Michelle Hagen 2:57
Yes. I love it. Oh, okay. Yes. And the science like that. It shows the kids like Thatcher, I was always sending you pictures. In the summer of like, look at that dirt, all the dirt he saw. He's one cucumber that the plants got abandoned while we were on vacation over watered on accident by the neighbors. And my husband built me the most beautiful boxes last year and we like tarp to this area and the mulch down and then I was like wait, we put the boxes under a tree.
Shelly Scott 3:44
I feel like it's all a learning experience. I've been teaching so many people about like, even just like the beginning things of growing a garden It is so interesting to see how much people don't know. And when you don't know it, it's no fault of your own. You just don't know it, you know?
Michelle Hagen 4:03
Yeah, and I just was like, oh, it'll get sun cuz it had some the past year but our trees in our backyard have grown so much that poor Jake, we're gonna have to shovel all the dirt out I think this year and move the boxes or just find things that grow really good in like the shaded area and just need the Nebraska heat and a little bit of sun. But before we dive into gardening, I always love to touch on you talked about that you're a homeschool mom. And I know you're running your business and you also do sign language interpretation. What does it look like for you as a working mom on a daily basis and a weekly basis? What does that look like for you?
Shelly Scott 4:47
So this year was a little bit different I think because you know with with COVID and everything. You know at the beginning, my my sign language interpreting happens directly in the morning and whereas my husband would go to work during the evening. But his you know, his business was kind of impacted by that. And so we've just decided that he'll stay home and you know, take care of our kids and not send them to daycare. So I would work in the morning, and he would work at night. And now I'm still working in the morning as a sign language interpreter. And then after the kids go, you know, the nap time hustle, I do our business, you know, in the evening portion of that. And so, I mean, I haven't I wasn't so much a planner, you know, previously, but I feel like we need to plan to be able to get those business things done. And so it's definitely a muscle that is being exercised. So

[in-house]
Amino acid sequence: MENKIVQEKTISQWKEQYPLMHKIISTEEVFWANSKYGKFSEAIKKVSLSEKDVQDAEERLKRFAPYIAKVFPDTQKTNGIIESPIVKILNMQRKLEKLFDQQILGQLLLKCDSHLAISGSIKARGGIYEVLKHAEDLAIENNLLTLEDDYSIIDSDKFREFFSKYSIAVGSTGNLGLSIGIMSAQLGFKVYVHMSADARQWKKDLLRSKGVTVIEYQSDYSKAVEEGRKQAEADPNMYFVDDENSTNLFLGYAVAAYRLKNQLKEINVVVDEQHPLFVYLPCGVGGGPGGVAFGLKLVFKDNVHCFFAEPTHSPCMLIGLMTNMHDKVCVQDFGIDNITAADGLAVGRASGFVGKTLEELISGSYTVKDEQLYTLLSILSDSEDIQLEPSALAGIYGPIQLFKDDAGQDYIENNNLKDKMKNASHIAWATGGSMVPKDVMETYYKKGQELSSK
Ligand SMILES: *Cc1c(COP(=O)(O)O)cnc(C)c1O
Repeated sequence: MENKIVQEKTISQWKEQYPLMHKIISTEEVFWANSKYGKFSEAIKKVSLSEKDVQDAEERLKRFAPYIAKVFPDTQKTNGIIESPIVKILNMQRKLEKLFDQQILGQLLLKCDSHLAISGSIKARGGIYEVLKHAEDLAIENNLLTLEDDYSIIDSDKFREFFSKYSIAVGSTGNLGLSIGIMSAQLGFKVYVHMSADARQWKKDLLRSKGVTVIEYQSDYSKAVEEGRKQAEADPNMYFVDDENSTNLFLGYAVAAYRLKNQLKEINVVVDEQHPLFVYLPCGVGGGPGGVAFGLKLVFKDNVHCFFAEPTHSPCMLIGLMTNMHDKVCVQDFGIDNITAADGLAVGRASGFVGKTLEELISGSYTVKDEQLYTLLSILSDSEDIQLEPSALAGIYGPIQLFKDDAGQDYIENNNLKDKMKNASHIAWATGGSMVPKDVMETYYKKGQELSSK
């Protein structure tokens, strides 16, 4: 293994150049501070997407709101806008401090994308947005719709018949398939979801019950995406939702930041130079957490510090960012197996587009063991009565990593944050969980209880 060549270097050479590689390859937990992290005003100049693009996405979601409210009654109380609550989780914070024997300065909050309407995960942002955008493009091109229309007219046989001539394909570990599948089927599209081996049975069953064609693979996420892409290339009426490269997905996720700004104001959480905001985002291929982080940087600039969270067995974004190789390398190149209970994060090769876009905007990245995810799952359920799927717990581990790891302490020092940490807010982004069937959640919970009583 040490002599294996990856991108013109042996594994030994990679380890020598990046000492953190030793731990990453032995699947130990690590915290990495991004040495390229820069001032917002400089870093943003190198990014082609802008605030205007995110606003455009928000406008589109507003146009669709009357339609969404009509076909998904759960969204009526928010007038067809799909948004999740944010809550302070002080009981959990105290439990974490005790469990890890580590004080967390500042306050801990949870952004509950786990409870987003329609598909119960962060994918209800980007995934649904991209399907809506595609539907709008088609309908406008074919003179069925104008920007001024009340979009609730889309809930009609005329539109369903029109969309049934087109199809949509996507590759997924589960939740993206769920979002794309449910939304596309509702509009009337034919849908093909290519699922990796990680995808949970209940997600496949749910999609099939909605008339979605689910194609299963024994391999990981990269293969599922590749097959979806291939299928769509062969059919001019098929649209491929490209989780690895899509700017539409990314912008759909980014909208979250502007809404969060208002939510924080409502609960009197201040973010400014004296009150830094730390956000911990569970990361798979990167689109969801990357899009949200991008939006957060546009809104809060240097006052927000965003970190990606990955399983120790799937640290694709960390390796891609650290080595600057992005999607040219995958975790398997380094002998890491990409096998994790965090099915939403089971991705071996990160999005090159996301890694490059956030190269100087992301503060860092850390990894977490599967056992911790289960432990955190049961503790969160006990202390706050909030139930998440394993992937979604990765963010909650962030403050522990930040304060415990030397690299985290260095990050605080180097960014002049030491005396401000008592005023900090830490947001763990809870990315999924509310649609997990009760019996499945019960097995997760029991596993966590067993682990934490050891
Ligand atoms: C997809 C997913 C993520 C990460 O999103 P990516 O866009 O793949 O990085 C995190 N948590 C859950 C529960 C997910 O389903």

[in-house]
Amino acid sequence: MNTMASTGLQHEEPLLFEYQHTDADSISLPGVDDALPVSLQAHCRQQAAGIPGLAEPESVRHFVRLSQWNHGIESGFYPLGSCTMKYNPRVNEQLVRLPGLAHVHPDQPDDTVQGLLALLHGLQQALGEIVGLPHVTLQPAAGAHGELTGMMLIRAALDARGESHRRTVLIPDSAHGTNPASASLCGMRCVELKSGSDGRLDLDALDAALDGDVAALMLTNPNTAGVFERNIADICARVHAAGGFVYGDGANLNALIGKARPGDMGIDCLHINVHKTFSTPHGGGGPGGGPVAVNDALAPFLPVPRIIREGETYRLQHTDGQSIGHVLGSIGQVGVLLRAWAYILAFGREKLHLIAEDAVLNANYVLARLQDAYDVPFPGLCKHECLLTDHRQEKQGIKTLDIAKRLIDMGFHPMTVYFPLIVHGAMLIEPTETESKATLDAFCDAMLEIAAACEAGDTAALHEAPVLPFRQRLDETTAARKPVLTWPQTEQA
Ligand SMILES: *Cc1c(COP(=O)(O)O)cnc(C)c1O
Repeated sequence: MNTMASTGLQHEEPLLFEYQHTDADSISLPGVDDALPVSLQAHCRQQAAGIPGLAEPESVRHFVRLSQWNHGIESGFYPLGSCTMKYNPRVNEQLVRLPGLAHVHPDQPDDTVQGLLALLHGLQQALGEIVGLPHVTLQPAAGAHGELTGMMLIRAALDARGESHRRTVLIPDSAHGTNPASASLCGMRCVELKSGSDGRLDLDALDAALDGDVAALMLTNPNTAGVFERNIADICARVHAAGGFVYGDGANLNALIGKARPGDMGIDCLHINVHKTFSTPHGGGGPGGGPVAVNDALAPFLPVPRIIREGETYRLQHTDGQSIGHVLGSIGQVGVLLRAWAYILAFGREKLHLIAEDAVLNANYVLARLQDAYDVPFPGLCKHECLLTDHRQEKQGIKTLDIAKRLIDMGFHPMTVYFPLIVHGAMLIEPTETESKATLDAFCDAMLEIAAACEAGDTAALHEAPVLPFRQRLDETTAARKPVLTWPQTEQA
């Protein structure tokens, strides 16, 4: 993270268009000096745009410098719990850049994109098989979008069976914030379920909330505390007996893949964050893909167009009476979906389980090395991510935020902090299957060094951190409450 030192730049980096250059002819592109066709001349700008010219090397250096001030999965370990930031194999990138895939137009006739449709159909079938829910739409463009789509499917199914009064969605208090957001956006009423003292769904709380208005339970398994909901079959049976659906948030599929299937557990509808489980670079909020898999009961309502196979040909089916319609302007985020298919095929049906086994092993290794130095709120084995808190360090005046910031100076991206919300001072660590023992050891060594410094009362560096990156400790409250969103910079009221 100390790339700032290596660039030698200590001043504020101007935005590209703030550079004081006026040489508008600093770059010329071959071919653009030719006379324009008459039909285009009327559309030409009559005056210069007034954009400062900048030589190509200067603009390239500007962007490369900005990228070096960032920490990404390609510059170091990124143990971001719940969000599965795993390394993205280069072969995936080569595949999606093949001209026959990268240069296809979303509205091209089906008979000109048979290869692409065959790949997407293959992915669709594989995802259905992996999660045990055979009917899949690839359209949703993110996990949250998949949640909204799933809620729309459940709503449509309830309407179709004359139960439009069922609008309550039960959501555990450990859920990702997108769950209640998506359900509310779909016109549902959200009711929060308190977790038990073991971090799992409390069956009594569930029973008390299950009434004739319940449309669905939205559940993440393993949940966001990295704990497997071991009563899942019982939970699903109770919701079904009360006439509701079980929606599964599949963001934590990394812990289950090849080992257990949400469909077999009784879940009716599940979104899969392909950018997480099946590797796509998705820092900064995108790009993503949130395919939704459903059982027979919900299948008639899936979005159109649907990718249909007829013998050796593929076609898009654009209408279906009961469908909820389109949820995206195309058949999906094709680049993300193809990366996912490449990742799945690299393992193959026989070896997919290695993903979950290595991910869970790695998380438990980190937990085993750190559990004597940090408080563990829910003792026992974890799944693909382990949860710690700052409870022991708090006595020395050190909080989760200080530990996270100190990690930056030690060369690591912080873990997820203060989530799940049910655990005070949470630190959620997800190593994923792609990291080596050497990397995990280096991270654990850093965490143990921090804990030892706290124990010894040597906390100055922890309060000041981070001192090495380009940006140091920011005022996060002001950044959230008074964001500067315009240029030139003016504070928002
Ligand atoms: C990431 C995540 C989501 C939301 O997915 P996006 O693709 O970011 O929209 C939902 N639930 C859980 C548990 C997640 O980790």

Michelle Hagen 5:44
yeah, I love that. And, and just to even hear, like the balance of it. I think that sometimes, like we've talked about that people think that we're doing all of these things and creating all this stuff. And that's, and that's not necessarily true. And that's what like, I want to give women the permission into here, like, what I'm seeing on social media, and what I think is happening is really probably what is not actually happening behind the scenes.
Shelly Scott 6:12
You know, I mean, we don't, we don't make products every single day. You know, we make them maybe once or twice a week, you know, and I'm not, and I, you know, batch different things, so I can get all my emails sent out. So it's not like an everyday like, you got to hustle your butt to get it done. That would be super stressful for me. So yes, like the perfectly curated social media, whatever is, you know, take it as a grain of salt, because everybody's not like that. It doesn't, for especially for a working mom like me, like it doesn't. It doesn't look like those perfectly curated, little squares that you've seen on social media. So yeah, yeah.
Michelle Hagen 6:52